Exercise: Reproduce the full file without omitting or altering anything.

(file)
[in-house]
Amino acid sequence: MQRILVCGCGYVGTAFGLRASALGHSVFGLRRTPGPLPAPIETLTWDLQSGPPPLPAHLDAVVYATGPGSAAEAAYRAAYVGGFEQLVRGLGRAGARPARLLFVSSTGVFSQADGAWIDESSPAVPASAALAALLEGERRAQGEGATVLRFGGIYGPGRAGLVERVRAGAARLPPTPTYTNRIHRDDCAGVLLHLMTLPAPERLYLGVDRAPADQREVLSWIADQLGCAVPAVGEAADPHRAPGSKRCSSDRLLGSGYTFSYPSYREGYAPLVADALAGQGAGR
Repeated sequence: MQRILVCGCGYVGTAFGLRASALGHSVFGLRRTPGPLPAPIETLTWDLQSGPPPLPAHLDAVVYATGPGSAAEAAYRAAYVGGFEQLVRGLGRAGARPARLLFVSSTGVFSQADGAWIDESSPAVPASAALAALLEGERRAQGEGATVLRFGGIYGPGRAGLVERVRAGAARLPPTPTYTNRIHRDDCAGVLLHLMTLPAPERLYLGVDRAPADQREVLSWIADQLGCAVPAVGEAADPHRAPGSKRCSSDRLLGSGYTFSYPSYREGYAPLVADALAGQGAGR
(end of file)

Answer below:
[in-house]
Amino acid sequence: MQRILVCGCGYVGTAFGLRASALGHSVFGLRRTPGPLPAPIETLTWDLQSGPPPLPAHLDAVVYATGPGSAAEAAYRAAYVGGFEQLVRGLGRAGARPARLLFVSSTGVFSQADGAWIDESSPAVPASAALAALLEGERRAQGEGATVLRFGGIYGPGRAGLVERVRAGAARLPPTPTYTNRIHRDDCAGVLLHLMTLPAPERLYLGVDRAPADQREVLSWIADQLGCAVPAVGEAADPHRAPGSKRCSSDRLLGSGYTFSYPSYREGYAPLVADALAGQGAGR
Repeated sequence: MQRILVCGCGYVGTAFGLRASALGHSVFGLRRTPGPLPAPIETLTWDLQSGPPPLPAHLDAVVYATGPGSAAEAAYRAAYVGGFEQLVRGLGRAGARPARLLFVSSTGVFSQADGAWIDESSPAVPASAALAALLEGERRAQGEGATVLRFGGIYGPGRAGLVERVRAGAARLPPTPTYTNRIHRDDCAGVLLHLMTLPAPERLYLGVDRAPADQREVLSWIADQLGCAVPAVGEAADPHRAPGSKRCSSDRLLGSGYTFSYPSYREGYAPLVADALAGQGAGR